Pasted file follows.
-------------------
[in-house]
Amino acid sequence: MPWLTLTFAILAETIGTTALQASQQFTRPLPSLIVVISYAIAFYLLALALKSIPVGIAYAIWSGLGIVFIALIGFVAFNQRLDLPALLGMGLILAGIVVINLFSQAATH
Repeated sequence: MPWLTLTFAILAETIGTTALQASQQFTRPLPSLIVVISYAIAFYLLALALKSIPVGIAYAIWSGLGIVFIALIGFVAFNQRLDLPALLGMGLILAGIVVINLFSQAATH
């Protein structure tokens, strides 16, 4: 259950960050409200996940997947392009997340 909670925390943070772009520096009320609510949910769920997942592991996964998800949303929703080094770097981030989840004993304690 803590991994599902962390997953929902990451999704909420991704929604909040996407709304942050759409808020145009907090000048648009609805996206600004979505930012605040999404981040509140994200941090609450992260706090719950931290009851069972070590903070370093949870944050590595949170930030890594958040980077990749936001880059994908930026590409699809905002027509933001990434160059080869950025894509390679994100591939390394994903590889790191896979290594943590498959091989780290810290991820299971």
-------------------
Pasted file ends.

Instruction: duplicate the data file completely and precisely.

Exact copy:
[in-house]
Amino acid sequence: MPWLTLTFAILAETIGTTALQASQQFTRPLPSLIVVISYAIAFYLLALALKSIPVGIAYAIWSGLGIVFIALIGFVAFNQRLDLPALLGMGLILAGIVVINLFSQAATH
Repeated sequence: MPWLTLTFAILAETIGTTALQASQQFTRPLPSLIVVISYAIAFYLLALALKSIPVGIAYAIWSGLGIVFIALIGFVAFNQRLDLPALLGMGLILAGIVVINLFSQAATH
């Protein structure tokens, strides 16, 4: 259950960050409200996940997947392009997340 909670925390943070772009520096009320609510949910769920997942592991996964998800949303929703080094770097981030989840004993304690 803590991994599902962390997953929902990451999704909420991704929604909040996407709304942050759409808020145009907090000048648009609805996206600004979505930012605040999404981040509140994200941090609450992260706090719950931290009851069972070590903070370093949870944050590595949170930030890594958040980077990749936001880059994908930026590409699809905002027509933001990434160059080869950025894509390679994100591939390394994903590889790191896979290594943590498959091989780290810290991820299971």